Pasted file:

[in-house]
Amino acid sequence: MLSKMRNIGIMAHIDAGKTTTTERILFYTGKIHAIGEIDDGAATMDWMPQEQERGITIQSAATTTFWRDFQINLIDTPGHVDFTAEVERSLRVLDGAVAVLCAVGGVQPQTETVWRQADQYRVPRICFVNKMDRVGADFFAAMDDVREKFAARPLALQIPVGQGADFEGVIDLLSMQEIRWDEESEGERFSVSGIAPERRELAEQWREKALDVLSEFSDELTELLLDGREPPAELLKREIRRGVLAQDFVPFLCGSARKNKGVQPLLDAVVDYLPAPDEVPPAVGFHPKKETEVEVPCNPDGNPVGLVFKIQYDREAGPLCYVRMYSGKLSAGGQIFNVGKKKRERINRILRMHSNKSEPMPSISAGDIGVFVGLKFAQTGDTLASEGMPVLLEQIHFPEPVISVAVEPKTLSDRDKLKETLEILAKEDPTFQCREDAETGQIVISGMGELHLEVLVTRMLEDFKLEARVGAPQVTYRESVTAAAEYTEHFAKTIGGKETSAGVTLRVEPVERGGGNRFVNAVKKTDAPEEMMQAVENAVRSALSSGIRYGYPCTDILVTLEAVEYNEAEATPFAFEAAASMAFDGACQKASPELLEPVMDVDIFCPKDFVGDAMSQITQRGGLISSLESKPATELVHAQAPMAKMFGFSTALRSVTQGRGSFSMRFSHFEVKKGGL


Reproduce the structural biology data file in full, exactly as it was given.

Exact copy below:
[in-house]
Amino acid sequence: MLSKMRNIGIMAHIDAGKTTTTERILFYTGKIHAIGEIDDGAATMDWMPQEQERGITIQSAATTTFWRDFQINLIDTPGHVDFTAEVERSLRVLDGAVAVLCAVGGVQPQTETVWRQADQYRVPRICFVNKMDRVGADFFAAMDDVREKFAARPLALQIPVGQGADFEGVIDLLSMQEIRWDEESEGERFSVSGIAPERRELAEQWREKALDVLSEFSDELTELLLDGREPPAELLKREIRRGVLAQDFVPFLCGSARKNKGVQPLLDAVVDYLPAPDEVPPAVGFHPKKETEVEVPCNPDGNPVGLVFKIQYDREAGPLCYVRMYSGKLSAGGQIFNVGKKKRERINRILRMHSNKSEPMPSISAGDIGVFVGLKFAQTGDTLASEGMPVLLEQIHFPEPVISVAVEPKTLSDRDKLKETLEILAKEDPTFQCREDAETGQIVISGMGELHLEVLVTRMLEDFKLEARVGAPQVTYRESVTAAAEYTEHFAKTIGGKETSAGVTLRVEPVERGGGNRFVNAVKKTDAPEEMMQAVENAVRSALSSGIRYGYPCTDILVTLEAVEYNEAEATPFAFEAAASMAFDGACQKASPELLEPVMDVDIFCPKDFVGDAMSQITQRGGLISSLESKPATELVHAQAPMAKMFGFSTALRSVTQGRGSFSMRFSHFEVKKGGL